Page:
Pseudoxanthoma elasticum

Orphanet J Rare Dis. 2017 May 10;12(1):85. doi: 10.1186/s13023-017-0639-8.


Pseudoxanthoma elasticum (PXE) is a genetic metabolic disease with autosomal recessive inheritance caused by mutations in the ABCC6 gene. The lack of functional ABCC6 protein leads to ectopic mineralization that is most apparent in the elastic tissues of the skin, eyes and blood vessels. The clinical prevalence of PXE has been estimated at between 1 per 100,000 and 1 per 25,000, with slight female predominance. The first clinical sign of PXE is almost always small yellow papules on the nape and sides of the neck and in flexural areas. The papules coalesce, and the skin becomes loose and wrinkled. The mid-dermal elastic fibers are short, fragmented, clumped and calcified. Dystrophic calcification of Bruch's membrane, revealed by angioid streaks, may trigger choroidal neovascularization and, ultimately, loss of central vision and blindness in late-stage disease. Lesions in small and medium-sized artery walls may result in intermittent claudication and peripheral artery disease. Cardiac complications (myocardial infarction, angina pectoris) are thought to be relatively rare but merit thorough investigation. Ischemic strokes have been reported. PXE is a metabolic disease in which circulating levels of an anti-mineralization factor are low. There is good evidence to suggest that the factor is inorganic pyrophosphate (PPi), and that the circulating low levels of PPi and decreased PPi/Pi ratio result from the lack of ATP release by hepatocytes harboring the mutant ABCC6 protein. However, the substrate(s) bound, transported or modulated by the ABCC6 protein remain unknown. More than 300 sequence variants of the ABCC6 gene have been identified. There is no cure for PXE; the main symptomatic treatments are vascular endothelial growth factor inhibitor therapy (for ophthalmic manifestations), lifestyle, lipid-lowering and dietary measures (for reducing vascular risk factors), and vascular surgery (for severe cardiovascular manifestations). Future treatment options may include gene therapy/editing and pharmacologic chaperone therapy.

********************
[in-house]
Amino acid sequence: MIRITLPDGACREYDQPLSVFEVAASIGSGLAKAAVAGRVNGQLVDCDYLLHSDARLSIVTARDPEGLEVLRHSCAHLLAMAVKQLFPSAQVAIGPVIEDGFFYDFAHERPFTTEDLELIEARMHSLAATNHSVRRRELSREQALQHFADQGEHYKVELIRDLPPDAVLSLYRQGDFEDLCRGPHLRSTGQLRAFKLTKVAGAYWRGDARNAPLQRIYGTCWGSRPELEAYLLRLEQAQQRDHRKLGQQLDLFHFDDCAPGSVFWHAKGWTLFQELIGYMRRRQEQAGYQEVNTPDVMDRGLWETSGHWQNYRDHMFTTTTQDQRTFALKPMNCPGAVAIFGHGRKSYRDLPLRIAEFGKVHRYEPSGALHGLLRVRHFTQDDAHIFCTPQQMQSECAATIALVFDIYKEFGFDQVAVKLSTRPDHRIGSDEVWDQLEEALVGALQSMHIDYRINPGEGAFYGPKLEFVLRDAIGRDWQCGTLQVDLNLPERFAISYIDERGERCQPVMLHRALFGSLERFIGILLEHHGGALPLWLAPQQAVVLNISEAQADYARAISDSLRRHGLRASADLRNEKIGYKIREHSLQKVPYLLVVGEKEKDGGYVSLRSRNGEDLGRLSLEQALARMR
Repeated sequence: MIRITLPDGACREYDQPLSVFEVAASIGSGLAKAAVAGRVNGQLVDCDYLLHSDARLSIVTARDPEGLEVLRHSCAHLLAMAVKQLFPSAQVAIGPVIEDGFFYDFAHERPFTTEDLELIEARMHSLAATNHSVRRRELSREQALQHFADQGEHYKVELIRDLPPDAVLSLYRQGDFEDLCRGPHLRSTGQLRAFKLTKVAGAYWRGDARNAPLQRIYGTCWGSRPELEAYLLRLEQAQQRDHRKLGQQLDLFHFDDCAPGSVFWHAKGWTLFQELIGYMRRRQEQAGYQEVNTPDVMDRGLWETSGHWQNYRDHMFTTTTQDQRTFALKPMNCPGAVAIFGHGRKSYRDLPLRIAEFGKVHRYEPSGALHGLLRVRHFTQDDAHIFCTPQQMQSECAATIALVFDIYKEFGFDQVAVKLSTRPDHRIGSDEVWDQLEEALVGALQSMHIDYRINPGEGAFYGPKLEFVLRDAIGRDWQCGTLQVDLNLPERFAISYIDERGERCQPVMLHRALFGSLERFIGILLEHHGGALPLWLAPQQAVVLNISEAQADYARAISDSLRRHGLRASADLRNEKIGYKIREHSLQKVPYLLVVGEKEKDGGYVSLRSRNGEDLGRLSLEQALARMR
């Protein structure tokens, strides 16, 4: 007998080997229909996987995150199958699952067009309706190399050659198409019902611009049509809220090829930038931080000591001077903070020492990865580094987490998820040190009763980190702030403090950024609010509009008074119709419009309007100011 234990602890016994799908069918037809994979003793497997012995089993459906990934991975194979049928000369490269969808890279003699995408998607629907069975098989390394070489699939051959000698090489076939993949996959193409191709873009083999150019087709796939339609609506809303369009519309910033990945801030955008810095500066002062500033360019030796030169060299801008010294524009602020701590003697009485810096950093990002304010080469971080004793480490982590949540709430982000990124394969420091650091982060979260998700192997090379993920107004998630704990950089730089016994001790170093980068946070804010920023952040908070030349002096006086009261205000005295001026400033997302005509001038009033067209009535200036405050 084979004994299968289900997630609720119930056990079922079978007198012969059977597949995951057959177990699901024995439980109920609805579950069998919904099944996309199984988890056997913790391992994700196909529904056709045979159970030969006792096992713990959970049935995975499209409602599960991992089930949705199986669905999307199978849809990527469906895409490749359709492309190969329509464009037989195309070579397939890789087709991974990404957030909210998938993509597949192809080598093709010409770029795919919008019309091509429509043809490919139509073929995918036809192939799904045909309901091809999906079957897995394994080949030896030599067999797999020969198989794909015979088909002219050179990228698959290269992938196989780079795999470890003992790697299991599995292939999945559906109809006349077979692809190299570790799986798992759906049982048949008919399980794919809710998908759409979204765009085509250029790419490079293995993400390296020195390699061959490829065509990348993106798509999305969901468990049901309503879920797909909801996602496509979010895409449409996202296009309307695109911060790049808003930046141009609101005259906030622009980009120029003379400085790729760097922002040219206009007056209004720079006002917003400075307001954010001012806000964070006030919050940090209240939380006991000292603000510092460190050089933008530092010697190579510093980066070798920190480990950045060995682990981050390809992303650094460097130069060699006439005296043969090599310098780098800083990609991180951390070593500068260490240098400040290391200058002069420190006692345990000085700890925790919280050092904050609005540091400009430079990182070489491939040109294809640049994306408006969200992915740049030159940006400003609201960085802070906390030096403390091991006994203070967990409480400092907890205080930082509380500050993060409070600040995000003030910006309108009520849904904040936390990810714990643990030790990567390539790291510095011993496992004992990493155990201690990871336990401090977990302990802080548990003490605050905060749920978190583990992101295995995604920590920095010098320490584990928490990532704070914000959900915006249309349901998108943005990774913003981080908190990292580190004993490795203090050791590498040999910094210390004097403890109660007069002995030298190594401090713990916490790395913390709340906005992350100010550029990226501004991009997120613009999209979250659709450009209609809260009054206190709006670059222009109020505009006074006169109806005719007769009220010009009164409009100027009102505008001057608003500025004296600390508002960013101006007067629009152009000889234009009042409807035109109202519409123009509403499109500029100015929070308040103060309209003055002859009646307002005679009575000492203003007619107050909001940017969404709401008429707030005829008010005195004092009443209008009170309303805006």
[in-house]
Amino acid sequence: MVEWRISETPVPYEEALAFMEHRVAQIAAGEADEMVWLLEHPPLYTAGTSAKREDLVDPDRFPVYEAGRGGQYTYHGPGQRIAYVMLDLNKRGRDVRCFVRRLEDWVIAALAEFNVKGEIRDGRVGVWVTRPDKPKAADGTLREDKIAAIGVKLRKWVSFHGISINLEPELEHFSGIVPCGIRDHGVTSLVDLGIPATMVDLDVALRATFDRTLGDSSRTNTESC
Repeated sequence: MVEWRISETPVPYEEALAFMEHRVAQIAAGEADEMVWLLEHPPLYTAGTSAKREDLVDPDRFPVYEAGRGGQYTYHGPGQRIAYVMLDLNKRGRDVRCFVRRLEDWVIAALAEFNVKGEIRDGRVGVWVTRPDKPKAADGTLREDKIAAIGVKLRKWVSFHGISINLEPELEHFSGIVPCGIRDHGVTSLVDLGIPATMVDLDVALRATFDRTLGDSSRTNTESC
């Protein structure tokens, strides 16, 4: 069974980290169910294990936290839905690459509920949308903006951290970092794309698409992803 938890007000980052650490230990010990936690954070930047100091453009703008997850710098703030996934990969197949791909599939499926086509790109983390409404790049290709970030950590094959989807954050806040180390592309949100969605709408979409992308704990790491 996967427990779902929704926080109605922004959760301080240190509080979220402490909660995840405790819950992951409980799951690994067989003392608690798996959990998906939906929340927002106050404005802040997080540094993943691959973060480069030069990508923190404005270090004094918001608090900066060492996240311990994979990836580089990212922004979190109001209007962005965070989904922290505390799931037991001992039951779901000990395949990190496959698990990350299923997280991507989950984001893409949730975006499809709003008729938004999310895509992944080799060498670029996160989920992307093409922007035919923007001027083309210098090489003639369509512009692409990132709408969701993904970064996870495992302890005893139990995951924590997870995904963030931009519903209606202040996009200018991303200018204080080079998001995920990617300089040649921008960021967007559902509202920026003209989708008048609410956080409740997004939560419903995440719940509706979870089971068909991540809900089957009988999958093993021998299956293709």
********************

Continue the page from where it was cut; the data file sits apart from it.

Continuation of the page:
Keywords: ABCC6; Angioid streak; Choroidal neovascularization; Ectopic mineralization; Metabolic disease; Peripheral arterial disease; Pseudoxanthoma elasticum; Skin.

Publication types

  • Review
  • Research Support, Non-U.S. Gov't

MeSH terms

  • Animals
  • Choroidal Neovascularization / metabolism
  • Choroidal Neovascularization / pathology
  • Diphosphates / metabolism*
  • Humans
  • Metabolic Diseases
  • Peripheral Arterial Disease / metabolism
  • Peripheral Arterial Disease / pathology
  • Pseudoxanthoma Elasticum / metabolism*
  • Pseudoxanthoma Elasticum / pathology*
  • Skin / metabolism
  • Skin / pathology


  • Diphosphates
  • diphosphoric acid